Size, Share, Sources & Segments: Analysis and Forecasts for Value-Added Protein Ingredients

The health and wellness trends is driving interest in novel protein ingredients, such as peas and other legumes, rice and nuts.

The following presentation is from the “2014 Protein Trends & Technologies Seminar: Business Strategies” Highlights.

Worldwide, protein ingredients sales amount to about eight million metric tons and USD 46.83 billion in revenues, according to the market research firm Frost & Sullivan. That said, the protein ingredient space is significantly fragmented.

“There are many sources of protein and much competition for a limited number of end applications,” said Christopher Shanahan, Frost & Sullivan’s Global Program Manager of Food, Ingredients & Feed. “This makes the importance of quickly identifying and addressing opportunities and threats critical.”

From 2013 to 2020, Frost & Sullivan projects a 5.7% growth in global demand and 7% increase in revenues. It predicts the revenue growth will not only be due to rising prices, but also demand from the food industry for specialized protein ingredients; increased demand in emerging economies; and the increased popularity due to promotion of health benefits.

While the U.S. and Europe continue to be the largest markets (both focused mostly on dietary and sports nutrition supplements), they expect the Asia-Pacific region and other developing areas looking for infant formula and clinical nutrition to overtake the U.S. and Europe by 2020.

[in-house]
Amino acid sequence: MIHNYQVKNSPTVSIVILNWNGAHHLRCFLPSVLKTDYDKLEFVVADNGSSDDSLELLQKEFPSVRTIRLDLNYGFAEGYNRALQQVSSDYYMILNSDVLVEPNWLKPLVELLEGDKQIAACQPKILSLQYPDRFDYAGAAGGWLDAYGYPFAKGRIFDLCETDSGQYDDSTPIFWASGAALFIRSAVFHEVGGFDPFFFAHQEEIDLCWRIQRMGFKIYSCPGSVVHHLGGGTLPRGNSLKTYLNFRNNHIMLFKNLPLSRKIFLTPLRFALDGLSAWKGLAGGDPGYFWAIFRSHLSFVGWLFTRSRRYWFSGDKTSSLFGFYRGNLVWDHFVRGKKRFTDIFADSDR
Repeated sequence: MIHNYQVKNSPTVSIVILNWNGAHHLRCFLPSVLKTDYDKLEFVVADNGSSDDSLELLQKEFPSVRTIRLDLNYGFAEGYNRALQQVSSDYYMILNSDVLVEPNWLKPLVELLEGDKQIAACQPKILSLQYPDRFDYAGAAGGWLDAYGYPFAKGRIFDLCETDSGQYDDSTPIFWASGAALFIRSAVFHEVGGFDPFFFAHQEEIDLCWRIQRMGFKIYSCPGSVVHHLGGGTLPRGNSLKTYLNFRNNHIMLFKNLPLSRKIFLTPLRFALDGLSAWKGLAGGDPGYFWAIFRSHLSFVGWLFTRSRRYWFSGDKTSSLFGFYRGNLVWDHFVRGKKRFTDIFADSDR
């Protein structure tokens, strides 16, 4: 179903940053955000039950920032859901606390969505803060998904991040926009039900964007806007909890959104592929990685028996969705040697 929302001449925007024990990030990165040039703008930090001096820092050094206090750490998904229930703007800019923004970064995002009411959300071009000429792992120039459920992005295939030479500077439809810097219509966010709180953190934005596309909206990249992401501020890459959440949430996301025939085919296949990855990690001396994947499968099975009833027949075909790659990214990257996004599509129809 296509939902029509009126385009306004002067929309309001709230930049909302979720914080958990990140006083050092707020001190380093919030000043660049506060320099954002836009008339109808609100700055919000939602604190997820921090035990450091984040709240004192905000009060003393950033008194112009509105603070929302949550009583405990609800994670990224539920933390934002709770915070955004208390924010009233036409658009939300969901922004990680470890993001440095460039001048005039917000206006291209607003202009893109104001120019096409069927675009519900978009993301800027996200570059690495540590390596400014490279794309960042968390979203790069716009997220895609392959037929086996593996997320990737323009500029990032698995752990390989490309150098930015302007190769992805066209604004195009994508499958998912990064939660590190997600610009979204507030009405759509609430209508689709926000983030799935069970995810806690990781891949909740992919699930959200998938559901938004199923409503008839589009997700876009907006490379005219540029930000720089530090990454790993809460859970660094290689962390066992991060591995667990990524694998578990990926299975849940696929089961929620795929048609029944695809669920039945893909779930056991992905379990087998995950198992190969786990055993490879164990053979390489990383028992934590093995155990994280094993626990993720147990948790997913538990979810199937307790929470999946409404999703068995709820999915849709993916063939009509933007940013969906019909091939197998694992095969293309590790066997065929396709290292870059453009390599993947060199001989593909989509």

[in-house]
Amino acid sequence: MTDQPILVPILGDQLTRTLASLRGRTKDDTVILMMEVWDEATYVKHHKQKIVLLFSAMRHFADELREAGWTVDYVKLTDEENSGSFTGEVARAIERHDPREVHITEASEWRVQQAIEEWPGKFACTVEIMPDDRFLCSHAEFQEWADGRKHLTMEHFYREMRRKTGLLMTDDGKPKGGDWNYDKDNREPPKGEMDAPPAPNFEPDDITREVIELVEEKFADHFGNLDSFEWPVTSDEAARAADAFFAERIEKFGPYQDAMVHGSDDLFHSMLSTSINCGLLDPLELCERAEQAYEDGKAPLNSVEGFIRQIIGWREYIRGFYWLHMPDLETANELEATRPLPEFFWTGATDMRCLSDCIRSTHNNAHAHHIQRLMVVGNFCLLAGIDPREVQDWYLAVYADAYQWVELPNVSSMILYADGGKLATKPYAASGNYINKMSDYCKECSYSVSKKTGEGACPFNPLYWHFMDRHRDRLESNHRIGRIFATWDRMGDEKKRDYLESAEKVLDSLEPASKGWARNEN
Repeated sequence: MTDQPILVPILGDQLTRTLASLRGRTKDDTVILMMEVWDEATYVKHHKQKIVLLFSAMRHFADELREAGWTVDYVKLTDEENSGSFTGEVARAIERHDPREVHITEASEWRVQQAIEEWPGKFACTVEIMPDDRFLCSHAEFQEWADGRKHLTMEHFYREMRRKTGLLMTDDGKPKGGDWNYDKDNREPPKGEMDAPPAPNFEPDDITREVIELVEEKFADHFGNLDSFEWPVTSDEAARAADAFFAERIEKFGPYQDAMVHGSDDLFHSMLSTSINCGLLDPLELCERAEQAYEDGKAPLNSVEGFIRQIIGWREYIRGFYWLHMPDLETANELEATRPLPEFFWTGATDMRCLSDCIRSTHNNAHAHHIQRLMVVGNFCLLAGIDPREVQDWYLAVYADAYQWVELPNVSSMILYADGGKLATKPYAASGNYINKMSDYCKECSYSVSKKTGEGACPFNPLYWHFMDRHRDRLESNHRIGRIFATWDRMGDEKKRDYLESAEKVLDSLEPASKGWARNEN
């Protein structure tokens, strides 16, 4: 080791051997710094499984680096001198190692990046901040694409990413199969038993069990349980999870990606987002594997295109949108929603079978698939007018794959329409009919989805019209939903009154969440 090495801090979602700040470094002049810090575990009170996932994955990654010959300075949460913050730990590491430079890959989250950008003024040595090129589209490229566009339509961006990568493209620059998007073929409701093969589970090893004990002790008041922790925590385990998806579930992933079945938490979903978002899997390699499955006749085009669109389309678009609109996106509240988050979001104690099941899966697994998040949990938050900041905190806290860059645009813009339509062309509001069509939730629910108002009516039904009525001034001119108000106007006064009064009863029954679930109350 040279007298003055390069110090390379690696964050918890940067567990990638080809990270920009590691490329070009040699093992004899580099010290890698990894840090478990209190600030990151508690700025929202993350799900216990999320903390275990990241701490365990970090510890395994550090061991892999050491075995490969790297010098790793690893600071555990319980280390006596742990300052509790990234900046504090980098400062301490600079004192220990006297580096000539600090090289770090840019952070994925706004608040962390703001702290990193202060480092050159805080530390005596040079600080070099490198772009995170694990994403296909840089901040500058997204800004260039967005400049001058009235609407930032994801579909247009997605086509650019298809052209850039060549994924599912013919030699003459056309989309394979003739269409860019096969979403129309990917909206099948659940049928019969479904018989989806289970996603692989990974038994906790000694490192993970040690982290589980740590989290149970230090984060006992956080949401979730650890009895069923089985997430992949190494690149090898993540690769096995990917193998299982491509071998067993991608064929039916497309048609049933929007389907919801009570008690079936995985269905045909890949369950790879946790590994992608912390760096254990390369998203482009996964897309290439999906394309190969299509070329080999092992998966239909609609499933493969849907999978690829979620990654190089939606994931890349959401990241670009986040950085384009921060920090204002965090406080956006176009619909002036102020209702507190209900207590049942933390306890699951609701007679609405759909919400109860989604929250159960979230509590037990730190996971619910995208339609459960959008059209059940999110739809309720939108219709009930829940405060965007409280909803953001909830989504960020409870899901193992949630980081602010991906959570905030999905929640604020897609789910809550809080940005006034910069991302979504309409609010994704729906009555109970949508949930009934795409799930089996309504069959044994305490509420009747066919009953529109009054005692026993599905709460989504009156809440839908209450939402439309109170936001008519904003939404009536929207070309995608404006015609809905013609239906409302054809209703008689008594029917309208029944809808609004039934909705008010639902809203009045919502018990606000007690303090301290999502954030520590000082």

The health and wellness trend is the primary driver sustaining the growth of the protein ingredients base in the long run, noted Shanahan. If one looks at developing economies, proteins are used for just basic nutrition; but here—or in Europe or Japan—it’s about value-added products. There are different strategies for each, but it still basically fills the needs of health and wellness, he said. He added that interest in proteins is heavily tied to economic status.

“So, if you’re on top of things watching that, you could potentially be the first to market to those areas,” Shanahan opined.

As far as products are concerned, Shanahan said he expects big things from pea-, rice-, algae- and canola-based proteins in the near future. “There’s a great deal of R&D going on right now with a lot of firms pushing to replicate the properties of animal proteins in this space,” he said.

“They’re ready to compete, so look out.”

“Size, Share, Sources & Segments: Analysis and Forecast for Value-Added Protein Ingredients,” Christopher Shanahan, Global Program Manager–Food, Ingredients & Feed, Frost & Sullivan

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